This is splitting hairs. Kaminkow claims they opposed the vote to impose the contract, but that they supported the vote to add sick days to the very same contract which was being imposed. One can obviously not have one without the other. Moreover, an organization representing the interests of the rank and file would be duty-bound to expose the sick days proposal as cynical sleight of hand, not helping Democrats to pull the wool over workers’ eyes—and then, even four months later, thanking them for their “support”!

In fact, RWU was shifting into damage-control mode for the DSA almost immediately following the vote. On December 2, three days after the vote in the Senate, RWU leader Ross Grooters was interviewed by Jacobin, where he claimed, “Your average railroader is not paying attention to [the vote by the DSA to ban the strike] … the [proposed] seven paid sick days [bill] is probably what’s being paid attention to the most.” He then praised the DSA for their “support” for sick days, adding: “That’s a win. That took a lot of work from the same progressives who are coming under fire—people like Jamaal Bowman, who really stood up and were advocates for including the paid sick time. I think they need to be commended for that action.”

There was no hint in that interview that RWU was “not happy” with the DSA for voting to ban a strike, as Kaminkow now claims. “I understand the frustration [among railroaders],” Grooters concluded. “But my frustration is not with the politicians who voted to implement this thing, it’s with the process itself. I don’t blame Alexandria Ocasio-Cortez, for instance, for voting yes for it. I understand the strong feelings about it because I don’t disagree—it is strike breaking, and it is an unfair labor practice, but that is the process; we sort of knew that going in.”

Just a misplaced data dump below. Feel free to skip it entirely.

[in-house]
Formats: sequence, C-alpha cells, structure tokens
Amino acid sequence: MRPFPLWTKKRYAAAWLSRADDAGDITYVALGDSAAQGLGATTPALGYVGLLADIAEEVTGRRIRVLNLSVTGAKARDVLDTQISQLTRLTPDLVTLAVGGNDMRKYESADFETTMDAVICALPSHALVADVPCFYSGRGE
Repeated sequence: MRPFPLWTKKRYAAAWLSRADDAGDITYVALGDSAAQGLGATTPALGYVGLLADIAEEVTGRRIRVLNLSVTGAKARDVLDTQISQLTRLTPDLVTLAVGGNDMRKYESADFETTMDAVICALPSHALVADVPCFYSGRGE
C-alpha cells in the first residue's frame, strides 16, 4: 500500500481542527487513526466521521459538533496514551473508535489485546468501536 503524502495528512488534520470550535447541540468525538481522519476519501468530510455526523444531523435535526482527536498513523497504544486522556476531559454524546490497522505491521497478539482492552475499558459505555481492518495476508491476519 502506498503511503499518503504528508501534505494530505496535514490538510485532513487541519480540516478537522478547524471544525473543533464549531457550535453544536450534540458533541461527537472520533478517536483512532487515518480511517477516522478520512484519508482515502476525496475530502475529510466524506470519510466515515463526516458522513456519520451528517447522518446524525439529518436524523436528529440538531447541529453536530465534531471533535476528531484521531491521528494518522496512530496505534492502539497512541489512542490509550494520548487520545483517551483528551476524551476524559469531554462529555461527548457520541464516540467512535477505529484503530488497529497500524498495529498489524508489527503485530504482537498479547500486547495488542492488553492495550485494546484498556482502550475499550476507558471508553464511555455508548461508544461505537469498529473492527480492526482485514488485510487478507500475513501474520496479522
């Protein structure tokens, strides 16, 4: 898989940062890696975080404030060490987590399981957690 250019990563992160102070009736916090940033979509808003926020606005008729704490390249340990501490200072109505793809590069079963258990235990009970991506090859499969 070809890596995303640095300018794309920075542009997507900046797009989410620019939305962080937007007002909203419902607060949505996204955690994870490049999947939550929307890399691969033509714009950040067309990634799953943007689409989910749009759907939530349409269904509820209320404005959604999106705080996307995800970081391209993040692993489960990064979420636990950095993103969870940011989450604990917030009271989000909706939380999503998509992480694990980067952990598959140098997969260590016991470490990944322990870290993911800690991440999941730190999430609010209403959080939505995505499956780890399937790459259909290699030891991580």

At the same time as Grooters was treating Ocasio-Cortez with “understanding,” he denounced a statement by the Railroad Workers Rank-and-File Committee which called the strike ban “completely illegitimate.” Grooters tweeted: “I discount any article, especially those about the railroads, not containing a byline. I can’t organize with people who can’t be reliably placed. There are no shortcuts.”

Both the DSA and “reform” caucuses like RWU are being called upon to play critical roles in blocking a movement of the working class which escapes the control of the ruling class. Various union “reform” groups with ties to the DSA are being elevated to top leadership positions. This includes RWU’s sister organization Teamsters for a Democratic Union, which forms a key constituency for current union president Sean O’ Brien.

In the United Auto Workers, Unite All Workers for Democracy have entered into the union’s top leadership for the first time, following an election where hundreds of thousands of workers were prevented from voting. The DSA, meanwhile, is being brought into responsible positions in the Democratic Party’s hierarchy. The new mayor-elect for Chicago, the nation’s third-largest city, was elected with key DSA support.

But the Democratic Party and union bureaucracies are moving to the right, not the left. They are preparing for a showdown with the working class over massive cuts to social spending, wages and jobs in order to pay for trillions in bank bailouts and military spending. In particular, the ruling class looks at the contracts at UPS and the auto industry later this year as being particularly dangerous flashpoints. They need the DSA and its associated union factions to disorient and confuse opposition in the rank-and-file.

Workers must draw the necessary conclusions from this. They need a genuinely independent program, and organizations which they genuinely control, in order to fight against the gang-up against them by the government, the corporations and the union bureaucracy. That means also taking the measure of the DSA and union “reform” factions like RWU.